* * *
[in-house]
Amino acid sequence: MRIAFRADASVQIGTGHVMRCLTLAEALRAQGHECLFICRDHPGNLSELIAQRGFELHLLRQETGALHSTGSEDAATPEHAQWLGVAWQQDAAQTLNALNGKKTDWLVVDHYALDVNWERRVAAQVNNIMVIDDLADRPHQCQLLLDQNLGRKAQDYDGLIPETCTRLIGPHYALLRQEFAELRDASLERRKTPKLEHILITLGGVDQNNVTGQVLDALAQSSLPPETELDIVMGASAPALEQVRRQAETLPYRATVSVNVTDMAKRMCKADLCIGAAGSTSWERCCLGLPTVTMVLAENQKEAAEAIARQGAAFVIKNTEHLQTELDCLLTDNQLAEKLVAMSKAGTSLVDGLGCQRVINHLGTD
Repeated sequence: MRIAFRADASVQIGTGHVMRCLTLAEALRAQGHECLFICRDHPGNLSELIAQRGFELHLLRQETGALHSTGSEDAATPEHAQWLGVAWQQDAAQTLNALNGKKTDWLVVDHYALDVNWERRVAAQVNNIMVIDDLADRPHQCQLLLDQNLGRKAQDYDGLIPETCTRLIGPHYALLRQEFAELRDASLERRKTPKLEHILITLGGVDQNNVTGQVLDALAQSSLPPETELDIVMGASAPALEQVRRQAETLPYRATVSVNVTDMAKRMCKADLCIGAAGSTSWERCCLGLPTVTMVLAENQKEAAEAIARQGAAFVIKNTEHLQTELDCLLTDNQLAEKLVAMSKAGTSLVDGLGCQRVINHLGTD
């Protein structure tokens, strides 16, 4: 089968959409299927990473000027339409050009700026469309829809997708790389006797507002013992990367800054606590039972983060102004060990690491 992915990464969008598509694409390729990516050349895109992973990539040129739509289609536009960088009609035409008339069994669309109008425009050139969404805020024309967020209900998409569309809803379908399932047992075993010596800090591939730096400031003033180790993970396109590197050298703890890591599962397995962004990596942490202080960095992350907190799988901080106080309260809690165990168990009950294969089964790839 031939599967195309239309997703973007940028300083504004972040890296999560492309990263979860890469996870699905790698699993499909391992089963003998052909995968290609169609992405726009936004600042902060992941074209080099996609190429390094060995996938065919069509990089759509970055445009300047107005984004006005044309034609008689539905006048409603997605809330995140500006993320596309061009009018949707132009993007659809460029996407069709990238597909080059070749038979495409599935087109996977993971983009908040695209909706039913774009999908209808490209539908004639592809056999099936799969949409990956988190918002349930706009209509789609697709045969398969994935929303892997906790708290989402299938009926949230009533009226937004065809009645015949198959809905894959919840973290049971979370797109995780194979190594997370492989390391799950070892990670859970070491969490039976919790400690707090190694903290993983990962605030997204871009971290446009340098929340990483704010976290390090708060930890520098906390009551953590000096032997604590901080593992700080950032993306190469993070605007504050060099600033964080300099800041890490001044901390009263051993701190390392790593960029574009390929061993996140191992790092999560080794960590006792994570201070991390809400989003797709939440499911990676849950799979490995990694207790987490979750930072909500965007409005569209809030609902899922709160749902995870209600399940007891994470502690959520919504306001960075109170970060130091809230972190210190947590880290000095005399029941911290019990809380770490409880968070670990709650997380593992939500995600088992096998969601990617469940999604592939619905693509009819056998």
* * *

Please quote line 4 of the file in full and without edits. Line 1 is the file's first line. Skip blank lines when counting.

């Protein structure tokens, strides 16, 4: 089968959409299927990473000027339409050009700026469309829809997708790389006797507002013992990367800054606590039972983060102004060990690491 992915990464969008598509694409390729990516050349895109992973990539040129739509289609536009960088009609035409008339069994669309109008425009050139969404805020024309967020209900998409569309809803379908399932047992075993010596800090591939730096400031003033180790993970396109590197050298703890890591599962397995962004990596942490202080960095992350907190799988901080106080309260809690165990168990009950294969089964790839 031939599967195309239309997703973007940028300083504004972040890296999560492309990263979860890469996870699905790698699993499909391992089963003998052909995968290609169609992405726009936004600042902060992941074209080099996609190429390094060995996938065919069509990089759509970055445009300047107005984004006005044309034609008689539905006048409603997605809330995140500006993320596309061009009018949707132009993007659809460029996407069709990238597909080059070749038979495409599935087109996977993971983009908040695209909706039913774009999908209808490209539908004639592809056999099936799969949409990956988190918002349930706009209509789609697709045969398969994935929303892997906790708290989402299938009926949230009533009226937004065809009645015949198959809905894959919840973290049971979370797109995780194979190594997370492989390391799950070892990670859970070491969490039976919790400690707090190694903290993983990962605030997204871009971290446009340098929340990483704010976290390090708060930890520098906390009551953590000096032997604590901080593992700080950032993306190469993070605007504050060099600033964080300099800041890490001044901390009263051993701190390392790593960029574009390929061993996140191992790092999560080794960590006792994570201070991390809400989003797709939440499911990676849950799979490995990694207790987490979750930072909500965007409005569209809030609902899922709160749902995870209600399940007891994470502690959520919504306001960075109170970060130091809230972190210190947590880290000095005399029941911290019990809380770490409880968070670990709650997380593992939500995600088992096998969601990617469940999604592939619905693509009819056998």